In 2017 the European Commission changed and updated the legal framework regarding the medical devices, superseding the existing directives, with two new regulations which added new responsibilities for European Medicines Agency and national regulatory authorities. The two new regulations, the MDR 2017/745 on medical devices and IVDR 2017/746 on in vitro diagnostic devices are scheduled to be fully implemented (after a transition period) from may 26-th 2020 (MDR) and may 26-th 2022 (IVDR), respectively. During this transition period the existing EU directives (93/42/EEC, 98/79/EC and 90/385/EEC) will apply to any medical device tested to be put on the market but the manufacturers can opt to follow the new regulations under the condition of full compliance with them. The new directives demand a mandatory conformity assessment for all devices manufactured in the EU, to prove that they conform to the legal requirements, perform as claimed and are safe to use. Only after passing a conformity assessment the manufacturers can put a CE mark (Conformité Européenne) on their medical device. These conformity assessments will be conducted by accredited bodies, designated by EU member states. The procedure for obtaining the CE mark requires an audit of the manufacturer's technological workflow and an evaluation of the technical and scientific documentation supporting the performance and safety claims of the device. In the new legislation, the Clinical Research Organizations (CRO) are assigned a more important role in providing the scientific evidence and regulatory assistance during the whole process of placing a medical device on the market. The new MDR and IVDR directives emphasize a more robust clinical evaluation process to collect and analyze data pertaining to a medical device. They also require clinical evaluations to assess whether there are sufficient data to prove the compliance of the device with the requirements for safety and performance, when...
New Medical Device Regulation – an obstacle to progress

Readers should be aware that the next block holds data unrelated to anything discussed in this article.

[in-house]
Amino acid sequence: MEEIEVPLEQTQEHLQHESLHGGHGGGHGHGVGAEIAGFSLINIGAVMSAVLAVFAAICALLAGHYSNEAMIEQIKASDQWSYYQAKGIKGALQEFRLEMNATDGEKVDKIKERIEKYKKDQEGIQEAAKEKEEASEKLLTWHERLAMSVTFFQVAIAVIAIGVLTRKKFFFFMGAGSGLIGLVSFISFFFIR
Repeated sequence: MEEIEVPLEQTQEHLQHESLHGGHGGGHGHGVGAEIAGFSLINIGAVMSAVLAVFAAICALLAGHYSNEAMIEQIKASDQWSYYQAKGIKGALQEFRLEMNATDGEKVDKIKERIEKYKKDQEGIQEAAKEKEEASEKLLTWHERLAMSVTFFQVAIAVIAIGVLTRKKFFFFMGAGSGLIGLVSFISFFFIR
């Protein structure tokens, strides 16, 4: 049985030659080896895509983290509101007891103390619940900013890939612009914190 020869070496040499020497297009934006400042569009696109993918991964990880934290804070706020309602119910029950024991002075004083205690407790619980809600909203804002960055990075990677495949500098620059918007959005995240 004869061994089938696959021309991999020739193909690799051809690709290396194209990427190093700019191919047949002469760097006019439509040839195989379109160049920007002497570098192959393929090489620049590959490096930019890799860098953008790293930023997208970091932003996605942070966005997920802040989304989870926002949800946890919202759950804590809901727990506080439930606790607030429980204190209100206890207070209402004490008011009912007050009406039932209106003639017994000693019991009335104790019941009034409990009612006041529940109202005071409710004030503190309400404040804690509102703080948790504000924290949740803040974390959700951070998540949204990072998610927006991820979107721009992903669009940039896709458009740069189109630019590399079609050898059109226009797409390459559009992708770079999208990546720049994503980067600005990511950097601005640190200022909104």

On May 25 th , 2017, a new era began. The date marks the beginning of the Medical Device Regulation, the MDR in short. It provides a new framework for the certification of medical devices in Europe and is supposed to increase the transparency of the approval and application of medical devices, as well as to improve patient safety. New guidelines are challenging for all parties involved Patient safety is always of utmost priority; everybody agrees on this goal. However, with the new EU legal framework, we, in the medical technology industry, are faced with existential challenges: New clinical requirements as well as comprehensive documentation and reporting obligations will result in an increased bureaucracy. This also threatens to overstrain the notified bodies, which will be intensified through the decline in the total number of bodies and also through the loss of the British notified bodies in the course of Brexit. A lack of implementation regulations due to delayed detail regulations of the MDR significantly reduce the three-year transitional period for companies’ implementation. In my opinion, this represents a very critical situation for the medium-sized MedTech sector. But it is not just the medical technology companies that are affected by the current developments: Patients’ immediate access to modern procedures, devices, and examination methods will be made more difficult, and innovation will be delayed. Pragmatic solutions for a stronger culture of progress A development that I see as very critical, considering that our goal is to bring medical progress to patients more quickly. Meaning there is a stronger culture of progress in patient care through new technical solutions, a positive atmosphere for medical and technical progress, and a quicker transfer of research findings. To expedite this development and to protect and improve the health of people all around the world, we need...